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Graves Lecture Notes (MS ADD 4)

Identity Statement

Reference code(s): GB 0103 MS ADD 4
Held at: University College London
  Click here to find out how to view this collection at http://www.ucl.ac.uk/Library/special-coll ›
Full title: Graves Lecture Notes (MS ADD 4)
Date(s): c1839-c1843
Level of description: Collection (fonds)
Extent: 3 volumes
Name of creator(s): Graves | John Thomas | 1806-1870 | jurist and mathematician

Context

Administrative/Biographical history:

Born in Dublin, 1806; undergraduate at Trinity College, Dublin; distinguished himself in science and classics; a contemporary and friend of Sir William Rowan Hamilton; researches respecting exponential functions led him to important results, 1826; graduated BA, 1827; printed in the Philosophical Transactions the discovery of two arbitrary and independent integers in the complete expression of an imaginary logarithm, and considered it a solution for various difficulties that had perplexed mathematicians, believing that he had elucidated the subject of the logarithms of negative and imaginary quantities, 1829; removed to Oxford and became an incorporated member of Oriel College, 1830; entered the King's Inns, Dublin, 1830; MA, Oxford, 1831; MA, Dublin, 1832; called to the English bar as member of the Inner Temple, 1831; for a short time went on the western circuit; since his mathematical conclusions were not at first universally accepted by contemporaries such as Sir John Herschel, he communicated to the British Association a defence and explanation of his discovery, supported by Sir William Rowan Hamilton's paper published in the British Association's Report, 1834; corresponded for many years with Hamilton, also interested in algebraical science and imaginaries, who communicated his discovery of quaternions to Graves first of all, and acknowledged his debt to his friend for his stimulus in 1843; Graves continued his mathematical investigations; stimulated Sir William Rowan Hamilton in the study of polyhedra, and received from him the first intimation of the discovery of the icosian calculus; contributed various papers on mathematical subjects to the Philosophical Magazine, London and Edinburgh Philosophical Magazine and others, 1836-1856; member of the committee of the Society for the Diffusion of Useful Knowledge; elected a member of the Royal Society, 1839; subsequently sat on its council; Professor of Jurisprudence, University College London, 1839-1843; elected an examiner in laws in the University of London; twelve lectures on the law of nations were reported in the Law Times from 1845; a member of the Philological Society and of the Royal Society of Literature; appointed an assistant Poor Law Commissioner, 1846; appointed a poor-law inspector of England and Wales, 1847; died, 1870. Publications: articles on Roman law and canon law for the Encyclopędia Metropolitana; articles in Sir William Smith's Dictionary of Greek and Roman Biography (3 volumes, London, 1844-1849), including lives of the jurists Cato, Crassus, Drusus, Gaius, and an article on the legislation of Justinian; various scientific papers.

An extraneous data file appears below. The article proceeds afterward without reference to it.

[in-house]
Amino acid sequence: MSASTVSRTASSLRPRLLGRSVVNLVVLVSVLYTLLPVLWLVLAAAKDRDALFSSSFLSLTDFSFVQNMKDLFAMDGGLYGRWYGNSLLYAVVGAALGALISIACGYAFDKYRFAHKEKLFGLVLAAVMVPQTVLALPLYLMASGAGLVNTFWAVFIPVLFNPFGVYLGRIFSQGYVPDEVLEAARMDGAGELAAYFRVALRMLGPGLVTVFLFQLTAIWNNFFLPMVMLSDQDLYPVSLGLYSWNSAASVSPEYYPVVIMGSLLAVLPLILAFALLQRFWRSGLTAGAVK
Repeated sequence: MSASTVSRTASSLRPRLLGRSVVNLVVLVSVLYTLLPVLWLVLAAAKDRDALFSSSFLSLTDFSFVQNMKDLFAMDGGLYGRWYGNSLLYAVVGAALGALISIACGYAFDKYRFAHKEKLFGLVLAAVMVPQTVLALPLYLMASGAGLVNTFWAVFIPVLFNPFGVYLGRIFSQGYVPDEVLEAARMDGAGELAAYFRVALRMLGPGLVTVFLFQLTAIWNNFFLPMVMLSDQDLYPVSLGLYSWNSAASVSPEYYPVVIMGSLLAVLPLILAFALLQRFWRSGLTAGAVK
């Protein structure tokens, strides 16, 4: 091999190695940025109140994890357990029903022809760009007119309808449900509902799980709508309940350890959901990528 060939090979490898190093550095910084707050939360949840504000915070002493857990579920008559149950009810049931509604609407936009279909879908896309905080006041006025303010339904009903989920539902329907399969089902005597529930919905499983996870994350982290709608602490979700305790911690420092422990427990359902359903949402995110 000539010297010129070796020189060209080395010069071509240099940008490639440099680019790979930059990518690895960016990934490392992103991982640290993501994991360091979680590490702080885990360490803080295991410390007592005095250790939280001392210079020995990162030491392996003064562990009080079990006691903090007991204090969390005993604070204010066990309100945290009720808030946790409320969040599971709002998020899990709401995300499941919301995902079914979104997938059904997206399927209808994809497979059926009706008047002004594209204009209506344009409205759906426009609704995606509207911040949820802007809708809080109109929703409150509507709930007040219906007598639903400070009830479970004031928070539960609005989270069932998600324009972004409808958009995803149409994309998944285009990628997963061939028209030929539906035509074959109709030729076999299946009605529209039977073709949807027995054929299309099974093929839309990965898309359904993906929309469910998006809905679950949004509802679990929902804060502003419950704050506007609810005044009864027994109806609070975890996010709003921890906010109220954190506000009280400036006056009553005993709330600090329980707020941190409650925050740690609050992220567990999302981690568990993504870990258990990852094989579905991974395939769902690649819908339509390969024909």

Content

Scope and content/abstract:

Manuscript text of lectures on jurisprudence delivered by Graves during his professorship at University College London.

Access & Use

Language/scripts of material:
English

System of arrangement:

Conditions governing access:

Open.

Conditions governing reproduction:

Normal copyright restrictions apply.

Finding aids:

Dorothy K Coveney, A Descriptive Catalogue of Manuscripts in the Library of University College London (London, 1935).

Archival Information

Archival history:

Immediate source of acquisition:

From the Murray Library, Coventry Street.

Allied Materials

Related material:

University College London Special Collections also holds lectures by Graves on equity, delivered during his professorship at University College London (Ref: MS ADD 53); documents relating to his career, 1827-1922 (Ref: MS ADD 116); Appointment Committee Report on Graves regarding the Chair of Jurisprudence, 1839 (Ref: LIB/CA/APPMINSA/012); 23 letters to the Society for the Diffusion of Useful Knowledge, 1840-1845 (Ref: SDUK); a letter to Graves from S Maynard, bookseller, 1861 (Ref: MS MISC 1N); a letter from Philip Beecroft to Graves, 1854 (Ref: GRAVES TRACTS A5309); an undated letter to Augustus de Morgan (Ref: S.R.E.810.D2/21b); anagrams on the name Augustus de Morgan (Ref: MS GRAVES 36); letters relating to University College London business, 1839-1849 (Ref: COLLEGE CORRESPONDENCE); letters and manuscripts, 1727-1857 and undated, on scientific subjects collected by Graves (Ref: MS GRAVES 23); and other manuscripts collected by Graves, many on mathematical subjects (Ref: MS GRAVES). University College London also holds the Graves Library, comprising 14,000 volumes on law, classics and mathematics, mainly early works on mathematics and also touching upon the history of physics, chemistry and the biological sciences, and notably including works on Euclid.


British Library, Manuscript Collections, holds ten letters from Graves to Charles Babbage, 1836-1844 (Ref: Add MSS 37189-200 passim). Oxford University, Bodleian Library, Special Collections and Western Manuscripts, holds correspondence with Sir Thomas Phillipps, 1844-1870 (Ref: MSS Phillipps-Robinson). Trinity College Dublin holds correspondence and papers, 1822-1860 (Ref: MS 10047) and c100 letters to Sir W R Hamilton, 1825-1859 (Ref: MS 1492).

National Register of Archives: Click here to view NRA record

Publication note:

Description Notes

Archivist's note:
Source: National Register of Archives.

Rules or conventions:

Date(s) of descriptions:
1999, revised Aug 2001

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